Letter | Published:

Improved measurement of the shape of the electron

Nature volume 473, pages 493496 (26 May 2011) | Download Citation



The electron is predicted to be slightly aspheric1, with a distortion characterized by the electric dipole moment (EDM), de. No experiment has ever detected this deviation. The standard model of particle physics predicts that de is far too small to detect2, being some eleven orders of magnitude smaller than the current experimental sensitivity. However, many extensions to the standard model naturally predict much larger values of de that should be detectable3. This makes the search for the electron EDM a powerful way to search for new physics and constrain the possible extensions. In particular, the popular idea that new supersymmetric particles may exist at masses of a few hundred GeV/c2 (where c is the speed of light) is difficult to reconcile with the absence of an electron EDM at the present limit of sensitivity2,4. The size of the EDM is also intimately related to the question of why the Universe has so little antimatter. If the reason is that some undiscovered particle interaction5 breaks the symmetry between matter and antimatter, this should result in a measurable EDM in most models of particle physics2. Here we use cold polar molecules to measure the electron EDM at the highest level of precision reported so far, providing a constraint on any possible new interactions. We obtain de = (−2.4 ± 5.7stat ± 1.5syst) × 10−28e cm, where e is the charge on the electron, which sets a new upper limit of |de| < 10.5 × 10−28e cm with 90 per cent confidence. This result, consistent with zero, indicates that the electron is spherical at this improved level of precision. Our measurement of atto-electronvolt energy shifts in a molecule probes new physics at the tera-electronvolt energy scale2.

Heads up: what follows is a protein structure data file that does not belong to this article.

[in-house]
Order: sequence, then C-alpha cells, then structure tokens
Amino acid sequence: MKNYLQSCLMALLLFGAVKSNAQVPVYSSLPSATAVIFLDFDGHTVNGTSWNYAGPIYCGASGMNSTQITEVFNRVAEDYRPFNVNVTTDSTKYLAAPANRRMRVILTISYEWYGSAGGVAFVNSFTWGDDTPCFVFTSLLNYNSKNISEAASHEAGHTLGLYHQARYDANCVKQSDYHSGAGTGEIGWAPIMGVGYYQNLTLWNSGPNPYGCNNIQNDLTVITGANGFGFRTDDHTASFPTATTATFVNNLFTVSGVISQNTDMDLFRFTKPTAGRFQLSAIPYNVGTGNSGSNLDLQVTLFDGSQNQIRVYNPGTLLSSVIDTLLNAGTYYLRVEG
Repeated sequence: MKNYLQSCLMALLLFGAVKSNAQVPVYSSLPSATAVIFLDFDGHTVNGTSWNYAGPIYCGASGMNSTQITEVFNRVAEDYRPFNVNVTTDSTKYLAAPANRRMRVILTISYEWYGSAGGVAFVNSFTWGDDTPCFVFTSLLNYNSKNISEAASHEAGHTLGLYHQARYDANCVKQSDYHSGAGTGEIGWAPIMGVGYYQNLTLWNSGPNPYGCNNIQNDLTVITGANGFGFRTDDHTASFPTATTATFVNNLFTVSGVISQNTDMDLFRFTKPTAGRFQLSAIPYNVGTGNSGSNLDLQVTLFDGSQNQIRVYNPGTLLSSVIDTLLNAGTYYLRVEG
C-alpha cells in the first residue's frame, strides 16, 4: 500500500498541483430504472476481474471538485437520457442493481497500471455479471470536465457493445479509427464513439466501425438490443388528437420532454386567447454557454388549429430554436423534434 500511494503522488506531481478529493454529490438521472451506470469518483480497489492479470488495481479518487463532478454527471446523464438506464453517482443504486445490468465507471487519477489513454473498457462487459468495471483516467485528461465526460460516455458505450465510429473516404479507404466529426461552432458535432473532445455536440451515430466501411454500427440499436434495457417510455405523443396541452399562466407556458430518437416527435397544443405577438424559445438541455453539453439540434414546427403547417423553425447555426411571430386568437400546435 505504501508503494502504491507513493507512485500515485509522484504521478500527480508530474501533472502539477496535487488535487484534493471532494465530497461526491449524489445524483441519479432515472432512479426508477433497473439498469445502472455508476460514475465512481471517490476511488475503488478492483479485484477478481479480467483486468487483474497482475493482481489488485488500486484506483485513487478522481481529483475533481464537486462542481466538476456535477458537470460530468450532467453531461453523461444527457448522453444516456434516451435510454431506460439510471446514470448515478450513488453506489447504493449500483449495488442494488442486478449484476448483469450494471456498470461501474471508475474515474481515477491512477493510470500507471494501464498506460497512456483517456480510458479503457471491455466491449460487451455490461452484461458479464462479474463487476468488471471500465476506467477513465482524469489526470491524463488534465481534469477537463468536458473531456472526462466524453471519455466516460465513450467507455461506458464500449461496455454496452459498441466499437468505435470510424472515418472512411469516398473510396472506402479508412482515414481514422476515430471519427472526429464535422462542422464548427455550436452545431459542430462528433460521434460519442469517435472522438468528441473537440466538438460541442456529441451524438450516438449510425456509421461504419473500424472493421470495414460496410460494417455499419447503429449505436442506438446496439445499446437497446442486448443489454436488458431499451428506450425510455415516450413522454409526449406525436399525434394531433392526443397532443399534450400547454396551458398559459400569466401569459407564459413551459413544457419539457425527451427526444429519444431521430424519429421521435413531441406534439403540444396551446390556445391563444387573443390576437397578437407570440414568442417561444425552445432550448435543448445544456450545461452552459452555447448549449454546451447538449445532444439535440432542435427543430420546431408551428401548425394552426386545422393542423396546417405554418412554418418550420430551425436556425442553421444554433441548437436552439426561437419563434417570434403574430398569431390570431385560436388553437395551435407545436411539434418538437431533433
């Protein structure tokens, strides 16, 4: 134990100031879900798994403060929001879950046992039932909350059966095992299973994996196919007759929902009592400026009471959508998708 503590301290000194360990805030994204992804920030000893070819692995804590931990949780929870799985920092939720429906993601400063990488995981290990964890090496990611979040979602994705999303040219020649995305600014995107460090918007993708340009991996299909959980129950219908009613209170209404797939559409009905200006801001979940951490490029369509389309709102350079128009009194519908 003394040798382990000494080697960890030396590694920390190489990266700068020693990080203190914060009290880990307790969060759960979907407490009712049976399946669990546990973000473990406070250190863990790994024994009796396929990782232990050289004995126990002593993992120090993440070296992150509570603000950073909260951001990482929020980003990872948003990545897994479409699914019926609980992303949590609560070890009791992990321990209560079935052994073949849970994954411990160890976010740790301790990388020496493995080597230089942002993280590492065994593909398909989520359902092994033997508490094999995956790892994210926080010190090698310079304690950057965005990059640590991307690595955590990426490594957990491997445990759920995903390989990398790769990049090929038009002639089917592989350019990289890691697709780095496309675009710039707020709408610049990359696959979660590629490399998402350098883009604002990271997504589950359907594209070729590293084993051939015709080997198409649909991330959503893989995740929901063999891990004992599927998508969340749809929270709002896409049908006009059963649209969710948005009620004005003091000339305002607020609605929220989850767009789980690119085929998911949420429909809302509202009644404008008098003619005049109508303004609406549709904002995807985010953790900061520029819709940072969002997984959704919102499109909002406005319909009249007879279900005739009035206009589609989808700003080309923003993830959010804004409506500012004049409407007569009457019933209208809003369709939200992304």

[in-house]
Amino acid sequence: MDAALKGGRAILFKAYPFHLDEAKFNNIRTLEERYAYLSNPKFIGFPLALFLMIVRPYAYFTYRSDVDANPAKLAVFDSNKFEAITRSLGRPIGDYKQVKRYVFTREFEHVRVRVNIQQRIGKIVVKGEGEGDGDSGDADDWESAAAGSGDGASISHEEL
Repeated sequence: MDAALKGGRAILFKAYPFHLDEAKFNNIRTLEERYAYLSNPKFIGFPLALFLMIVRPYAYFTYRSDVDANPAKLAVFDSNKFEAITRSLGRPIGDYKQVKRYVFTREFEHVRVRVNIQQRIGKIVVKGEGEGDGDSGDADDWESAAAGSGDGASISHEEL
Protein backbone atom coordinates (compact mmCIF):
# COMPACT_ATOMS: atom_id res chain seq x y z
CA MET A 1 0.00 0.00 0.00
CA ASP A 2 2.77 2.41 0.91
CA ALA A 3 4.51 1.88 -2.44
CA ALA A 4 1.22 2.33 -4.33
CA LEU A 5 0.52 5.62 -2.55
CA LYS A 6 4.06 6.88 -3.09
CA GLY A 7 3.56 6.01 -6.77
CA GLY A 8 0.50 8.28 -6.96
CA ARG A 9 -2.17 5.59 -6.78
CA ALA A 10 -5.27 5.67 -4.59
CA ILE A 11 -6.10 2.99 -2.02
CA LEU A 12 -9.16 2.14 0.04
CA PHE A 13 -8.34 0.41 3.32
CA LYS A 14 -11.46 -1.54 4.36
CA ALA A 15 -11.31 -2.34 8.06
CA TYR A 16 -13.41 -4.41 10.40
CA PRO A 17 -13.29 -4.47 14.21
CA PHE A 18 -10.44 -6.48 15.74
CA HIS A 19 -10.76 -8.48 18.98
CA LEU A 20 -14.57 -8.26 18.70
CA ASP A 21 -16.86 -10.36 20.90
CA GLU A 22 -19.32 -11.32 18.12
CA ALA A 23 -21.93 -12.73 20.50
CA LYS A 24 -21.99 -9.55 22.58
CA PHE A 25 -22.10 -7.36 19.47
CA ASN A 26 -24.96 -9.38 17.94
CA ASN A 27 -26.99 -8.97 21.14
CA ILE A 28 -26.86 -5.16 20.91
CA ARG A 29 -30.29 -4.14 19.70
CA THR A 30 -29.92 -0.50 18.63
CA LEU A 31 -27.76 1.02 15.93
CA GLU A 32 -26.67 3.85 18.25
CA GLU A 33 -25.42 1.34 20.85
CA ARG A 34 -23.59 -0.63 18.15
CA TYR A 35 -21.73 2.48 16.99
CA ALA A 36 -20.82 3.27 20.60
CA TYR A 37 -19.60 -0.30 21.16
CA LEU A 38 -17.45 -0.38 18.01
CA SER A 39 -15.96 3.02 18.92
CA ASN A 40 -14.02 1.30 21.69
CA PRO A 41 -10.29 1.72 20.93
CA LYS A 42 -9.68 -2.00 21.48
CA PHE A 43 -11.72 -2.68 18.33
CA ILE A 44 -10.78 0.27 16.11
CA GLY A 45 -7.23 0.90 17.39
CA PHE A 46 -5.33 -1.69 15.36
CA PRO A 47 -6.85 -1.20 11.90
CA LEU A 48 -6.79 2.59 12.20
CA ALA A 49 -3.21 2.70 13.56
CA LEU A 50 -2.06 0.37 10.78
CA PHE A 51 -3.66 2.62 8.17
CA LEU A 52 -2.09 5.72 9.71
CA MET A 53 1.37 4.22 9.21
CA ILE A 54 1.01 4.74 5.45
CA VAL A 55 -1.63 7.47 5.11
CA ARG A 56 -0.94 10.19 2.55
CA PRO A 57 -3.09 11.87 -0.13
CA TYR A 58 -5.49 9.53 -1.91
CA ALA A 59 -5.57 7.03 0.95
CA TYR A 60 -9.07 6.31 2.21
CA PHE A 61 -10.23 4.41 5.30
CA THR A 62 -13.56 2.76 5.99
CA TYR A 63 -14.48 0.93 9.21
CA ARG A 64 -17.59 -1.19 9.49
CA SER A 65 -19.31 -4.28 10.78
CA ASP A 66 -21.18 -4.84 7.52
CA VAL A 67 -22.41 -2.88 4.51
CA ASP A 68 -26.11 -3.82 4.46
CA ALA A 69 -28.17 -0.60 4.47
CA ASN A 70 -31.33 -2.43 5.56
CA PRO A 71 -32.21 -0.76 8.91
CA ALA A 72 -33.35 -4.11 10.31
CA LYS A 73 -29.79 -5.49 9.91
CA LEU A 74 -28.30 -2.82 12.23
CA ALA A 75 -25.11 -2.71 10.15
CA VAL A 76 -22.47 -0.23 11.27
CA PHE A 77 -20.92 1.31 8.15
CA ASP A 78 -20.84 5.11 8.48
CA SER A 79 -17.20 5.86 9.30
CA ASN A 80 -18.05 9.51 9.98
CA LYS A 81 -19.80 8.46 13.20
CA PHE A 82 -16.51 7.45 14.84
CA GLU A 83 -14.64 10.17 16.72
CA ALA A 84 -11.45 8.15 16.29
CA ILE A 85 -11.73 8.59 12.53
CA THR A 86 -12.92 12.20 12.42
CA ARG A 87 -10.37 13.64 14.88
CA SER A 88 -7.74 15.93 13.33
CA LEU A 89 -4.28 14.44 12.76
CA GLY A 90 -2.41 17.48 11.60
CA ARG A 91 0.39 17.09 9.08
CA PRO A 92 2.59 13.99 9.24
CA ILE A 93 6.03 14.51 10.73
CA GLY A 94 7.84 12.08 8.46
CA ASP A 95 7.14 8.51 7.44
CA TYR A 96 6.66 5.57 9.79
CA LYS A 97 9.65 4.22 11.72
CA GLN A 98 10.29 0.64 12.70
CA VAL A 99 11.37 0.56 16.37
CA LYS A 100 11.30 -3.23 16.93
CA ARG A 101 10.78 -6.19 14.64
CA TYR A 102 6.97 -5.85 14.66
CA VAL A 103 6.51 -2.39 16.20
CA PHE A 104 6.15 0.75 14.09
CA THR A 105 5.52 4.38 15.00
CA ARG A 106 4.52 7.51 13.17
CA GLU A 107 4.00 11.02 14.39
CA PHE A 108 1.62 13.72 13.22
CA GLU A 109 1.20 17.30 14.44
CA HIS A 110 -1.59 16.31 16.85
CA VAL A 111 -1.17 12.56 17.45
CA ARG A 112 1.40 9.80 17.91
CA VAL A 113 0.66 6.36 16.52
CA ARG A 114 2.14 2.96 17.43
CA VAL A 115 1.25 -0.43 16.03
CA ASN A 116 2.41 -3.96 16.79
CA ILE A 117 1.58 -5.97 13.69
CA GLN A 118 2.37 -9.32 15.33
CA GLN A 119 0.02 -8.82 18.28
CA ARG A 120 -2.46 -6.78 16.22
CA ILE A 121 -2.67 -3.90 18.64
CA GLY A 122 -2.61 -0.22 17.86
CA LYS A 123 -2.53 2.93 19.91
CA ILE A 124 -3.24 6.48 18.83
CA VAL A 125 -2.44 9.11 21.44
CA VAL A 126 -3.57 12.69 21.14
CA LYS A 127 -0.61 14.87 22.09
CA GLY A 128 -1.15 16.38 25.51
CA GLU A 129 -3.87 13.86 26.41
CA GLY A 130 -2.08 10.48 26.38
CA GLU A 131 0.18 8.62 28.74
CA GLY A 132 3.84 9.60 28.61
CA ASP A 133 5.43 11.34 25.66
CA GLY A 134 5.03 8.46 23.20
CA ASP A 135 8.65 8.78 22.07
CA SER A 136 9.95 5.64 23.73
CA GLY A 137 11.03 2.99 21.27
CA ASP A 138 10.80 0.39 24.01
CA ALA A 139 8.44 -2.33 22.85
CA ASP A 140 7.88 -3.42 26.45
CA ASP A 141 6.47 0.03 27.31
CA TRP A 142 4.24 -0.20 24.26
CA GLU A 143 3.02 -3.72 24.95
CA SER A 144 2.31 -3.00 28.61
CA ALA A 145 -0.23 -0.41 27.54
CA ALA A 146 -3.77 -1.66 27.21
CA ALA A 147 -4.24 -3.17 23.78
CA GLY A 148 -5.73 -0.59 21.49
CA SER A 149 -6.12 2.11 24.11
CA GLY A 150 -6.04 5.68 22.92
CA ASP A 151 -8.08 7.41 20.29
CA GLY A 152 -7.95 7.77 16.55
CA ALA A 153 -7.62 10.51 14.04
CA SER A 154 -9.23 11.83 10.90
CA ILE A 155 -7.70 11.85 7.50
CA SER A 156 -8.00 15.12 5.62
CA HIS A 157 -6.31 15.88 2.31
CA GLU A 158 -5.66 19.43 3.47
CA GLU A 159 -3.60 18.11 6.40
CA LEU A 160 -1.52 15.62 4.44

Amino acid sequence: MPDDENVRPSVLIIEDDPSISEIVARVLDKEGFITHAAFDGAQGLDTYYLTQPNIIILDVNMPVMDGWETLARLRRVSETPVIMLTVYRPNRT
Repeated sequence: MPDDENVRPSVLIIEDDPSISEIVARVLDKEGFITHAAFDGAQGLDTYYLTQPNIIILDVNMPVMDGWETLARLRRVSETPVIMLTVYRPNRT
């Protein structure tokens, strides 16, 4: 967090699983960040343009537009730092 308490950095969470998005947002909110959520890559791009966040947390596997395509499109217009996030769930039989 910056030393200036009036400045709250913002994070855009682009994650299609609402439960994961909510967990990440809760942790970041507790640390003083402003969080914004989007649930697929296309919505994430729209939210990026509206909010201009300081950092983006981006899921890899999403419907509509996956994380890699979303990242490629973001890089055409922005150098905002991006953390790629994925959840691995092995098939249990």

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We acknowledge the contributions of P. Condylis and H. Ashworth. We are grateful for technical assistance from J. Dyne and V. Gerulis. This work was supported by the UK research councils STFC and EPSRC, and by the Royal Society. J.J.H. is supported by an STFC Advanced Fellowship.

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  1. Centre for Cold Matter, Blackett Laboratory, Imperial College London, Prince Consort Road, London SW7 2AZ, UK

    • J. J. Hudson
    • , D. M. Kara
    • , I. J. Smallman
    • , B. E. Sauer
    • , M. R. Tarbutt
    •  & E. A. Hinds


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J.J.H. was involved in all aspects of the measurement, led the analysis, and drafted the manuscript. D.M.K. developed many of the systematic tests, worked on taking the data set, and contributed to the analysis. I.J.S. had primary responsibility for taking the data set, and contributed to the development of the data acquisition techniques. B.E.S. was involved in all aspects of the measurement, and designed much of the hardware. M.R.T. built the molecular beam source, contributed to the analysis, and drafted the manuscript. E.A.H. contributed to the analysis, drafted the manuscript and led the team. All authors discussed the results, improved the manuscript and were equally involved in setting the direction of the work.

Competing interests

The authors declare no competing financial interests.

Corresponding author

Correspondence to E. A. Hinds.

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